Iowa State scientist in line to lead American Society for Nutrition

Headshot of Professor Kevin Schalinske in a navy polo-type shirt.
Kevin Schalinske, Professor of Food Science and Human Nutrition, Iowa State University.  

AMES, Iowa  –  Iowa State University Professor Kevin Schalinske, in the Department of Food Science and Human Nutrition, was recently named the American Society for Nutrition’s vice president-elect. The position is the first year in ASN’s leadership line-up of four consecutive terms, leading on to vice president, president and past president.

His involvement with ASN began as a student in graduate school at the University of Wisconsin-Madison, where he earned degrees in molecular biology and nutritional sciences. Since then, he has served several roles with ASN, including on its board of directors for two terms, on conference planning committees and as an associate editor for the Journal of Nutrition. 

“I am honored and excited to have this chance to lead the American Society for Nutrition, working with our members from around the world as the organization approaches its 100th anniversary (in 2028),” Schalinske said.

When he agreed to stand for election for the new position, he said he had to think about it. “I had to get another plate off the shelf since my plate was already full. But I decided it was worth it.”

Schalinske has been on the faculty of Iowa State since 1999 after working at the universities of Wisconsin and Michigan and in private industry.

His research has largely focused on how the biochemical process of methylation -- reactions involved mainly with the metabolism of internal substances -- influences health and diseases like diabetes, cancer and heart and liver systems, and how foods can help avoid or alleviate these conditions. Recent projects of his lab include studies on the influence of eggs on obesity and diabetes. An area of current focus is the relation between diet and polycystic ovary syndrome, a condition on the increase among women in the United States.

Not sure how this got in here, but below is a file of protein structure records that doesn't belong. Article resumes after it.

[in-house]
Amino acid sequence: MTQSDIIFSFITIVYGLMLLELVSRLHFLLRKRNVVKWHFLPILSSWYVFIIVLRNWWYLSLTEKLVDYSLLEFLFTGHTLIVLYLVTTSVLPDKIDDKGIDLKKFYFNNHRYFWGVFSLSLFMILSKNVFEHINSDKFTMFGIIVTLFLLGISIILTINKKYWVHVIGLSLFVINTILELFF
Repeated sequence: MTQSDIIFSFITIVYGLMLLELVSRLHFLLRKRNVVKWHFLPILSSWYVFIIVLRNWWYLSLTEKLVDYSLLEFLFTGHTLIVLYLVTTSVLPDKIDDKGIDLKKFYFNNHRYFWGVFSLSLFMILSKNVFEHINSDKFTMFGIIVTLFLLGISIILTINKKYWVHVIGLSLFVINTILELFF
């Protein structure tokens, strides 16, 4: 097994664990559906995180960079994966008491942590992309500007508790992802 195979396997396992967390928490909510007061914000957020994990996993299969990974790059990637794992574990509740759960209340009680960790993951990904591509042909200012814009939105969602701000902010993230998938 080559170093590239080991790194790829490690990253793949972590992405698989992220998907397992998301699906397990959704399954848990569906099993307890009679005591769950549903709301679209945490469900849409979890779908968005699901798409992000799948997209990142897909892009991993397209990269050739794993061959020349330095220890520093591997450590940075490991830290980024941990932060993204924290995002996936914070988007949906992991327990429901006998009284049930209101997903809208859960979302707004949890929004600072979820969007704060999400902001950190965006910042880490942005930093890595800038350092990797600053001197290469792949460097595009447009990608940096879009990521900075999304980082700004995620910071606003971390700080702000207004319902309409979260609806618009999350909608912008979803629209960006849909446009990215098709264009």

He also researches and teaches courses on epigenetics, an emerging field that explores the way genes can be turned on or off by lifestyle choices, such as smoking, diet and stress, affecting health in ways that can impact future generations. 

Schalinske’s research, teaching and service have been recognized with awards including the Iowa State College of Agriculture and Life Sciences Rossmann Manatt Faculty Development Award (2017), the Regents Award for Faculty Excellence (2016) a Regional USDA Food and Agricultural Sciences Excellence in Teaching Award (2019) and the Margaret Ellen White Graduate Faculty Award (2019). He has also authored a textbook to support his teaching, “Advanced Nutrition and the Regulation of Metabolism.”

Funding for his work has been supported by the National Institutes of Health, the USDA National Research Initiative, the American Diabetes Association, the American Heart Association, the Cancer Prevention and Research Foundation, the American Egg Board/Egg Nutrition Center and other sources.